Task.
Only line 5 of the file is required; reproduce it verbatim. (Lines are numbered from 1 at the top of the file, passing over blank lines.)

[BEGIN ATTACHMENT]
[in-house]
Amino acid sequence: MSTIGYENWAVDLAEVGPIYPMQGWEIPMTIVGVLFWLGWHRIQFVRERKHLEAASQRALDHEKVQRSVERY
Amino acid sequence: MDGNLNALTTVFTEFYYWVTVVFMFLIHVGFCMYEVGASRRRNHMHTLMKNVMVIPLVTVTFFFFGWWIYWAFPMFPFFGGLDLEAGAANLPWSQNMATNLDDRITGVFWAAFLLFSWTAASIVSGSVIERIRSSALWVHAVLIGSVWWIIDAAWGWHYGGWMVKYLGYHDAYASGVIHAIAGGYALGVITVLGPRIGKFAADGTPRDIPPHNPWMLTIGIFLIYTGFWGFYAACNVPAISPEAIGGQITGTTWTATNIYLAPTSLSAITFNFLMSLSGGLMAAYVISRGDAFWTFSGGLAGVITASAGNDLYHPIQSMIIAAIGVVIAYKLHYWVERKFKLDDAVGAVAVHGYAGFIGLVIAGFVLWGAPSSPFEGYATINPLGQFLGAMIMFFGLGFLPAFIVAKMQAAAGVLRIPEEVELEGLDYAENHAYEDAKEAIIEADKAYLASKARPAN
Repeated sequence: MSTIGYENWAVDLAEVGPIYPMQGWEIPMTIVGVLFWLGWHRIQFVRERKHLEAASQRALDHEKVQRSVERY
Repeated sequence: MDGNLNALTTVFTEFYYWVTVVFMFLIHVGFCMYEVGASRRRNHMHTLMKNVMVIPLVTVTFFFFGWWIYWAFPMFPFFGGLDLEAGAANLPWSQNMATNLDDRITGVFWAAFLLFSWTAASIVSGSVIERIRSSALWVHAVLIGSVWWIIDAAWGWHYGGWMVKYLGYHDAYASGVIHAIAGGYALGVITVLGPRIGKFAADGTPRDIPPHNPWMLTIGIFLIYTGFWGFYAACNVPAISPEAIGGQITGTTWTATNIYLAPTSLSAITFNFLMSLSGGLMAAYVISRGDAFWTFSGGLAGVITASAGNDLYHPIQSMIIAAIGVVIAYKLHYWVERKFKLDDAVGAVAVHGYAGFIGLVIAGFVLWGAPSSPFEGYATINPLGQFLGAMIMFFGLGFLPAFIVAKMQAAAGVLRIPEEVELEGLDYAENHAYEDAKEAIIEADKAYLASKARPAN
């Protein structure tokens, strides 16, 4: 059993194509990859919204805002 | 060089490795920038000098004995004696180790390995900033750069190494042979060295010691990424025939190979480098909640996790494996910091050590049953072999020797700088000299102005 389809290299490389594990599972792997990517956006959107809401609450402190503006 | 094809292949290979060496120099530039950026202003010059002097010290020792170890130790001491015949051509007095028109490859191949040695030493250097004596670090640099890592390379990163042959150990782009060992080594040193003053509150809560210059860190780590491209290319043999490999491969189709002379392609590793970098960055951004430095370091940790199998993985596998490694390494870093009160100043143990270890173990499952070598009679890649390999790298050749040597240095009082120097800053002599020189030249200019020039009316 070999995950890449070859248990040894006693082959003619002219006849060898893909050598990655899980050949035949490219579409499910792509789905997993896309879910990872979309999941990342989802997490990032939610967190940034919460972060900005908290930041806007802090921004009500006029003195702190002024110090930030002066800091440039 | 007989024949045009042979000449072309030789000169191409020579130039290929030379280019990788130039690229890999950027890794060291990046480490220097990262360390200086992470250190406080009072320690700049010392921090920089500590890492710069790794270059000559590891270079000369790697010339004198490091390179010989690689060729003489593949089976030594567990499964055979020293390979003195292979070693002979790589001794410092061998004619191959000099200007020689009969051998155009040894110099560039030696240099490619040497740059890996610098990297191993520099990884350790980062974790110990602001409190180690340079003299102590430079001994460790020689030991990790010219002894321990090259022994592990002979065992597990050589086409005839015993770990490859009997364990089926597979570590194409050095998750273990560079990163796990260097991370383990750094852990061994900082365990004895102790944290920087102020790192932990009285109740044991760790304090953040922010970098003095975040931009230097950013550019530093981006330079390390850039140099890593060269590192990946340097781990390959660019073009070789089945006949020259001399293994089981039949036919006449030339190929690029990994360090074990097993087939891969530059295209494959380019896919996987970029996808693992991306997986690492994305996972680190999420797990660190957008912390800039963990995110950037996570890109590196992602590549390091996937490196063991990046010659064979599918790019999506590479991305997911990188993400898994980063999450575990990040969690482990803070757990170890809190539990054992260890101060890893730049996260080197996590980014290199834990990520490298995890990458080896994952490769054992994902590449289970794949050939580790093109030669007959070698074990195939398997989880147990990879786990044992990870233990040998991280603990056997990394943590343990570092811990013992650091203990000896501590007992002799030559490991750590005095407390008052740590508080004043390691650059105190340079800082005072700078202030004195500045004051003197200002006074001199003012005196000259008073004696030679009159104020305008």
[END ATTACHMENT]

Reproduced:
Repeated sequence: MDGNLNALTTVFTEFYYWVTVVFMFLIHVGFCMYEVGASRRRNHMHTLMKNVMVIPLVTVTFFFFGWWIYWAFPMFPFFGGLDLEAGAANLPWSQNMATNLDDRITGVFWAAFLLFSWTAASIVSGSVIERIRSSALWVHAVLIGSVWWIIDAAWGWHYGGWMVKYLGYHDAYASGVIHAIAGGYALGVITVLGPRIGKFAADGTPRDIPPHNPWMLTIGIFLIYTGFWGFYAACNVPAISPEAIGGQITGTTWTATNIYLAPTSLSAITFNFLMSLSGGLMAAYVISRGDAFWTFSGGLAGVITASAGNDLYHPIQSMIIAAIGVVIAYKLHYWVERKFKLDDAVGAVAVHGYAGFIGLVIAGFVLWGAPSSPFEGYATINPLGQFLGAMIMFFGLGFLPAFIVAKMQAAAGVLRIPEEVELEGLDYAENHAYEDAKEAIIEADKAYLASKARPAN